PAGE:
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New Directives on Marijuana Legislation Are a Game Changer—What Do They Mean for You?

New Jersey has finally passed legislation on the legalization of recreational marijuana. So, what does this mean for you?

Most dramatically, it is now no longer illegal to have six ounces or less of marijuana and up to 3/5 of an ounce of hashish. Additionally, it is no longer a crime to be under the influence of marijuana or hashish, so long as you are over 21 years old. If you are under 21, the first offense for either possession or being under the influence is a written warning. By a third offense, an individual under 21 will receive another written warning, have their parents or guardians notified, and be referred to drug treatment services.

Despite these allowances, home grow of marijuana is not allowed, and possessing more than six ounces of marijuana is still a fourth-degree crime, punishable by up to 18 months in prison. Distributing more than one pound of marijuana or five grams of hashish is still a crime, with the degree increasing with the amount of marijuana and hashish. Also, driving under the influence of marijuana is still a punishable crime.

How does this legislation positively affect those who have been convicted of marijuana charges or those with pending cases?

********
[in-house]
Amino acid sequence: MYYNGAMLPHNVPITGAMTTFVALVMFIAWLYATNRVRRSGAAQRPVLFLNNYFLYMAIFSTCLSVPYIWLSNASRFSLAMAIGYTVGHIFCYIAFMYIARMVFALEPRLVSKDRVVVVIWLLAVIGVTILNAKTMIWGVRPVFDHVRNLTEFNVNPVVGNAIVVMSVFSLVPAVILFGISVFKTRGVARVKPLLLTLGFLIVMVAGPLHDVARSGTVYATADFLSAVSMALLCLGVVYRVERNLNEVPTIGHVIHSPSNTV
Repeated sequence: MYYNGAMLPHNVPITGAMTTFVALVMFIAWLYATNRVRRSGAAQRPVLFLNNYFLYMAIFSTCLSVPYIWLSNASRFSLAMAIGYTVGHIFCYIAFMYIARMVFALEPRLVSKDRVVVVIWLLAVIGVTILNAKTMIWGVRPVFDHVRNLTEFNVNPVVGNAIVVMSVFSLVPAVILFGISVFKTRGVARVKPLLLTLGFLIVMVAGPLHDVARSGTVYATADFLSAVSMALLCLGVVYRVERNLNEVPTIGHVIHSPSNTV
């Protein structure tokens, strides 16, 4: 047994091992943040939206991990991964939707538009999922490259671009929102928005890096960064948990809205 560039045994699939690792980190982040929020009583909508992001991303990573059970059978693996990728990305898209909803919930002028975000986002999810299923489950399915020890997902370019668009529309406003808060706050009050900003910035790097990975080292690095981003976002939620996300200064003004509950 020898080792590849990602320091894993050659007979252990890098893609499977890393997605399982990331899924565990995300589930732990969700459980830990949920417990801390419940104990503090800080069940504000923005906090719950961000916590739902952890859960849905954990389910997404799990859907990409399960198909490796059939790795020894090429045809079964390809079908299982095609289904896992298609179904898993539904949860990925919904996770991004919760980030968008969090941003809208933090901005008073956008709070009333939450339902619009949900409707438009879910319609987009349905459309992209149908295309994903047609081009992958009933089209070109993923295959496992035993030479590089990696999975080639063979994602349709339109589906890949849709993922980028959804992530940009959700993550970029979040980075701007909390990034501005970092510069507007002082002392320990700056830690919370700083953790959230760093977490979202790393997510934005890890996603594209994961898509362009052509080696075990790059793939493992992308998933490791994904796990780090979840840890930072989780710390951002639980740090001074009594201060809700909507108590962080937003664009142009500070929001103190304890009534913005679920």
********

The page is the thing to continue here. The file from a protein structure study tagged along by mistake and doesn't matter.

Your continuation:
According to the decriminalization laws and the New Jersey Cannabis Regulatory Enforcement Assistance, and Marketplace Modernization Act, signed by Governor Murphy on February 22, 2021, and the Directive issued by Attorney General Gurbir Grewal, prosecutors should dismiss any pending marijuana charges that were legalized. The law was also supposed to vacate the convictions, remaining sentences, ongoing supervision, and/or unpaid court fines for those convicted under previous law. What we think is very significant is that in section B of Dismissals in Attorney General Grewal’s directive, he stated that the Administrative Office of the Courts will vacate “any guilty verdict, plea, placement in a diversionary program, or other entry of guilt” from an incident that occurred prior to February 22, 2021.

Despite this seemingly progressive news, on WNYC’s “Ask the Governor,” the process of expunging these past marijuana convictions will be a slow one, as according to Governor Murphy “[the] state doesn’t have the technology to have these cases be automatically expunged” and numerous files are stagnant “in drawers in desks.” In the time it takes for New Jersey to have this process automated, it will likely fall on criminal defense lawyers petitioning for their clients’ prior convictions to be vacated, especially if the prior conviction is impacting the outcome of a pending case. Smart criminal defense attorneys will figure out ways to use Grewal’s directive to help their clients.

Our offices currently have a client that is not eligible for Pretrial Intervention, or PTI, because of a prior conditional discharge. With the new directive, we will be petitioning the court to vacate the conditional discharge or allow the client to be accepted even with the conditional discharge. There will by many such instances that will require clients and their lawyers to vacate previous convictions or conditional discharges. Follow our social media and blog to stay updated about how this new frontier hashes on in New Jersey courts.

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